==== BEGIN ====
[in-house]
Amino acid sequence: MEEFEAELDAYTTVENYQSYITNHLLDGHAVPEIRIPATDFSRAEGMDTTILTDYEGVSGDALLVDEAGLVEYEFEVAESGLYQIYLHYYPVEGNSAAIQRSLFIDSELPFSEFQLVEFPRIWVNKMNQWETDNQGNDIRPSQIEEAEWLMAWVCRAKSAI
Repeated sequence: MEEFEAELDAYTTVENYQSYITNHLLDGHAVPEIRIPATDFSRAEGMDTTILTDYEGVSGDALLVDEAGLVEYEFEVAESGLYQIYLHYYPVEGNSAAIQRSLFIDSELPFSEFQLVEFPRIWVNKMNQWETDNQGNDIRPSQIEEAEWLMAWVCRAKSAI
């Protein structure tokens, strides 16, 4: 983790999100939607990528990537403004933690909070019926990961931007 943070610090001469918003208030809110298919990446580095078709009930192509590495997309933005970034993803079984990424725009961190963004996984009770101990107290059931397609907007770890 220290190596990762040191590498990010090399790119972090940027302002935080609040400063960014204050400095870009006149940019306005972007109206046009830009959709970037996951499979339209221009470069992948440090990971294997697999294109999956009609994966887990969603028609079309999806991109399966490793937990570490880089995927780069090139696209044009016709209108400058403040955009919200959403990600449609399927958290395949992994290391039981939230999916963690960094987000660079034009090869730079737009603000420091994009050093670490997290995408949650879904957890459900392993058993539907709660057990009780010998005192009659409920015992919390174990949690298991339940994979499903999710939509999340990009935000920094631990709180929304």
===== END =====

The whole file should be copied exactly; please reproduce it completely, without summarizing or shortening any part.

[in-house]
Amino acid sequence: MEEFEAELDAYTTVENYQSYITNHLLDGHAVPEIRIPATDFSRAEGMDTTILTDYEGVSGDALLVDEAGLVEYEFEVAESGLYQIYLHYYPVEGNSAAIQRSLFIDSELPFSEFQLVEFPRIWVNKMNQWETDNQGNDIRPSQIEEAEWLMAWVCRAKSAI
Repeated sequence: MEEFEAELDAYTTVENYQSYITNHLLDGHAVPEIRIPATDFSRAEGMDTTILTDYEGVSGDALLVDEAGLVEYEFEVAESGLYQIYLHYYPVEGNSAAIQRSLFIDSELPFSEFQLVEFPRIWVNKMNQWETDNQGNDIRPSQIEEAEWLMAWVCRAKSAI
């Protein structure tokens, strides 16, 4: 983790999100939607990528990537403004933690909070019926990961931007 943070610090001469918003208030809110298919990446580095078709009930192509590495997309933005970034993803079984990424725009961190963004996984009770101990107290059931397609907007770890 220290190596990762040191590498990010090399790119972090940027302002935080609040400063960014204050400095870009006149940019306005972007109206046009830009959709970037996951499979339209221009470069992948440090990971294997697999294109999956009609994966887990969603028609079309999806991109399966490793937990570490880089995927780069090139696209044009016709209108400058403040955009919200959403990600449609399927958290395949992994290391039981939230999916963690960094987000660079034009090869730079737009603000420091994009050093670490997290995408949650879904957890459900392993058993539907709660057990009780010998005192009659409920015992919390174990949690298991339940994979499903999710939509999340990009935000920094631990709180929304």